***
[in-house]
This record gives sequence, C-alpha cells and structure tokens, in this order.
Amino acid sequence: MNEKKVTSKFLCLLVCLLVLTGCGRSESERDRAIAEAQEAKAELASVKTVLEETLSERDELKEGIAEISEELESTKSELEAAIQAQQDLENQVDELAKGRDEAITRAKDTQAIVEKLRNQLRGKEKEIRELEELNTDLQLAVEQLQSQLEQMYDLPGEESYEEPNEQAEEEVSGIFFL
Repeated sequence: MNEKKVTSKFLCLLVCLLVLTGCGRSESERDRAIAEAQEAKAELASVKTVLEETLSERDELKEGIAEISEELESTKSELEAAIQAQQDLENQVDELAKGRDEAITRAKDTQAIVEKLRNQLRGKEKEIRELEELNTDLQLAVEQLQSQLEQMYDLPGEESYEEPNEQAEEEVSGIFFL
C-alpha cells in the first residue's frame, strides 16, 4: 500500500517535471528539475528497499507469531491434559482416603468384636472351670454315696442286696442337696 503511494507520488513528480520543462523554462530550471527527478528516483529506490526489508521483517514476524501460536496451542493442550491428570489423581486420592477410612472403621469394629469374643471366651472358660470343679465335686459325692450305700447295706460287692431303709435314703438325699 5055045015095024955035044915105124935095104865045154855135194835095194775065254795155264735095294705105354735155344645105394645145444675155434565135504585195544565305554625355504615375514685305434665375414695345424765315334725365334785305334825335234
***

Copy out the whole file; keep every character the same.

[in-house]
This record gives sequence, C-alpha cells and structure tokens, in this order.
Amino acid sequence: MNEKKVTSKFLCLLVCLLVLTGCGRSESERDRAIAEAQEAKAELASVKTVLEETLSERDELKEGIAEISEELESTKSELEAAIQAQQDLENQVDELAKGRDEAITRAKDTQAIVEKLRNQLRGKEKEIRELEELNTDLQLAVEQLQSQLEQMYDLPGEESYEEPNEQAEEEVSGIFFL
Repeated sequence: MNEKKVTSKFLCLLVCLLVLTGCGRSESERDRAIAEAQEAKAELASVKTVLEETLSERDELKEGIAEISEELESTKSELEAAIQAQQDLENQVDELAKGRDEAITRAKDTQAIVEKLRNQLRGKEKEIRELEELNTDLQLAVEQLQSQLEQMYDLPGEESYEEPNEQAEEEVSGIFFL
C-alpha cells in the first residue's frame, strides 16, 4: 500500500517535471528539475528497499507469531491434559482416603468384636472351670454315696442286696442337696 503511494507520488513528480520543462523554462530550471527527478528516483529506490526489508521483517514476524501460536496451542493442550491428570489423581486420592477410612472403621469394629469374643471366651472358660470343679465335686459325692450305700447295706460287692431303709435314703438325699 5055045015095024955035044915105124935095104865045154855135194835095194775065254795155264735095294705105354735155344645105394645145444675155434565135504585195544565305554625355504615375514685305434665375414695345424765315334725365334785305334825335234